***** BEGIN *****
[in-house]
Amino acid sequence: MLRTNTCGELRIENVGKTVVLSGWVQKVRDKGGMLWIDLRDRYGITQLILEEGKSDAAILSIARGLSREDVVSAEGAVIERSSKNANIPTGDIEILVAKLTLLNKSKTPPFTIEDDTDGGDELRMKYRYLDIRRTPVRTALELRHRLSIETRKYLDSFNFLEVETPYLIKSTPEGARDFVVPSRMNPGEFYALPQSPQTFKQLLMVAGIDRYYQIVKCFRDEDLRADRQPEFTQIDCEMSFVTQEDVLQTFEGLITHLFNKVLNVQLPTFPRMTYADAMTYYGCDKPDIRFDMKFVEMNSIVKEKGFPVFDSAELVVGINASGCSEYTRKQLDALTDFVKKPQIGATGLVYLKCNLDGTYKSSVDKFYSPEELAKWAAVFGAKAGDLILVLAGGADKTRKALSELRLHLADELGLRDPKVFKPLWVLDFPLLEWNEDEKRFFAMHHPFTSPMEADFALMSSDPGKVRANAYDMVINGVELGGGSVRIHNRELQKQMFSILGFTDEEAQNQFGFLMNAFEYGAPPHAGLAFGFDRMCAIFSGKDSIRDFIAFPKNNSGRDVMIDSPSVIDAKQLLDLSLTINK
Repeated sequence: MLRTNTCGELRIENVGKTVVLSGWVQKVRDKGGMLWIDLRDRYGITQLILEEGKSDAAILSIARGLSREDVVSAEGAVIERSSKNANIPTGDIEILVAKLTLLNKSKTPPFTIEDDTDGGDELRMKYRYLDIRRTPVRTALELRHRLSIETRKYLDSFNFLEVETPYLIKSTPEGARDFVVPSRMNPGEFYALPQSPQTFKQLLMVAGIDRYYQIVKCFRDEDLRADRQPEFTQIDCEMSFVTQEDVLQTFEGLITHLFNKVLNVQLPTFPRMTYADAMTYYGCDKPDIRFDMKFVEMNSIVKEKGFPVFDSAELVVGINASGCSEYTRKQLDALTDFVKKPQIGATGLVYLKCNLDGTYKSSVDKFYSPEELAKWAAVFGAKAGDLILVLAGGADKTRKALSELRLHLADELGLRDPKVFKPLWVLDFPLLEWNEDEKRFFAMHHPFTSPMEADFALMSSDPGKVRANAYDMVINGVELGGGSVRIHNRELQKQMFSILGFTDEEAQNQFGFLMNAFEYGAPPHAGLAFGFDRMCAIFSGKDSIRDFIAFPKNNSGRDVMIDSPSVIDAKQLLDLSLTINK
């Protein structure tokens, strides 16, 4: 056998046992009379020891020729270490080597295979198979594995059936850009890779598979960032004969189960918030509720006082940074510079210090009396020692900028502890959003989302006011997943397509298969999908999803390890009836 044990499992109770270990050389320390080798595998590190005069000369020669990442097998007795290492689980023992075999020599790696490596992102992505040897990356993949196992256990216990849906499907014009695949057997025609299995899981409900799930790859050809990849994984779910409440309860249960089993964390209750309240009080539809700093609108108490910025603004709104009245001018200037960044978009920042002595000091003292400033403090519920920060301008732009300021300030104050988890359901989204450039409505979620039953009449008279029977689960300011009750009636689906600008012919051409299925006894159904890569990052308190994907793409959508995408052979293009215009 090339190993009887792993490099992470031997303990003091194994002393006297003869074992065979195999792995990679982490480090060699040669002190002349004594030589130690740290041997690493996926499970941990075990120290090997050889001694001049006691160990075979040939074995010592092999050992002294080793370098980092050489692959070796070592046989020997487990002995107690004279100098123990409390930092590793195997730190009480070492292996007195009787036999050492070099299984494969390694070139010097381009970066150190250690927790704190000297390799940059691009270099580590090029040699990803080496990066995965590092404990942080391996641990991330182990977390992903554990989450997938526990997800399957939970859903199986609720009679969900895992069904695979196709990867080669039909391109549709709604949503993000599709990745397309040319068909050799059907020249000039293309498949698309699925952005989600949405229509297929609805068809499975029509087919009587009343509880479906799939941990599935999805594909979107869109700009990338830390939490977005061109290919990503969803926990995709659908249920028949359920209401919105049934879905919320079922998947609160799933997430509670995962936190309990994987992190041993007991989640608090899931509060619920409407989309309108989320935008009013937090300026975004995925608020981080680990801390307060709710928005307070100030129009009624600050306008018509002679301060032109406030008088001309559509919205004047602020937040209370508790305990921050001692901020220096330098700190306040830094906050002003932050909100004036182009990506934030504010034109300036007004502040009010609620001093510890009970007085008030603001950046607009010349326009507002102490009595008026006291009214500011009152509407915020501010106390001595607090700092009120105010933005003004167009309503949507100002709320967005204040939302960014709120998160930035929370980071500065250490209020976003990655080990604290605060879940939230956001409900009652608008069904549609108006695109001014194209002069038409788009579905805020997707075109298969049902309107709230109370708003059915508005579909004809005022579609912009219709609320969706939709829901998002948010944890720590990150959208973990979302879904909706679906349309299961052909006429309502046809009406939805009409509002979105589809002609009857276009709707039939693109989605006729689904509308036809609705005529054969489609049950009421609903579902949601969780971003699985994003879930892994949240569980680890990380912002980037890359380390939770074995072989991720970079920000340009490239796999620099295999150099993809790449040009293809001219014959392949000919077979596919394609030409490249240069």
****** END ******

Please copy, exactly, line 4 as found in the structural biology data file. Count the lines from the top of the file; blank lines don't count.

């Protein structure tokens, strides 16, 4: 056998046992009379020891020729270490080597295979198979594995059936850009890779598979960032004969189960918030509720006082940074510079210090009396020692900028502890959003989302006011997943397509298969999908999803390890009836 044990499992109770270990050389320390080798595998590190005069000369020669990442097998007795290492689980023992075999020599790696490596992102992505040897990356993949196992256990216990849906499907014009695949057997025609299995899981409900799930790859050809990849994984779910409440309860249960089993964390209750309240009080539809700093609108108490910025603004709104009245001018200037960044978009920042002595000091003292400033403090519920920060301008732009300021300030104050988890359901989204450039409505979620039953009449008279029977689960300011009750009636689906600008012919051409299925006894159904890569990052308190994907793409959508995408052979293009215009 090339190993009887792993490099992470031997303990003091194994002393006297003869074992065979195999792995990679982490480090060699040669002190002349004594030589130690740290041997690493996926499970941990075990120290090997050889001694001049006691160990075979040939074995010592092999050992002294080793370098980092050489692959070796070592046989020997487990002995107690004279100098123990409390930092590793195997730190009480070492292996007195009787036999050492070099299984494969390694070139010097381009970066150190250690927790704190000297390799940059691009270099580590090029040699990803080496990066995965590092404990942080391996641990991330182990977390992903554990989450997938526990997800399957939970859903199986609720009679969900895992069904695979196709990867080669039909391109549709709604949503993000599709990745397309040319068909050799059907020249000039293309498949698309699925952005989600949405229509297929609805068809499975029509087919009587009343509880479906799939941990599935999805594909979107869109700009990338830390939490977005061109290919990503969803926990995709659908249920028949359920209401919105049934879905919320079922998947609160799933997430509670995962936190309990994987992190041993007991989640608090899931509060619920409407989309309108989320935008009013937090300026975004995925608020981080680990801390307060709710928005307070100030129009009624600050306008018509002679301060032109406030008088001309559509919205004047602020937040209370508790305990921050001692901020220096330098700190306040830094906050002003932050909100004036182009990506934030504010034109300036007004502040009010609620001093510890009970007085008030603001950046607009010349326009507002102490009595008026006291009214500011009152509407915020501010106390001595607090700092009120105010933005003004167009309503949507100002709320967005204040939302960014709120998160930035929370980071500065250490209020976003990655080990604290605060879940939230956001409900009652608008069904549609108006695109001014194209002069038409788009579905805020997707075109298969049902309107709230109370708003059915508005579909004809005022579609912009219709609320969706939709829901998002948010944890720590990150959208973990979302879904909706679906349309299961052909006429309502046809009406939805009409509002979105589809002609009857276009709707039939693109989605006729689904509308036809609705005529054969489609049950009421609903579902949601969780971003699985994003879930892994949240569980680890990380912002980037890359380390939770074995072989991720970079920000340009490239796999620099295999150099993809790449040009293809001219014959392949000919077979596919394609030409490249240069």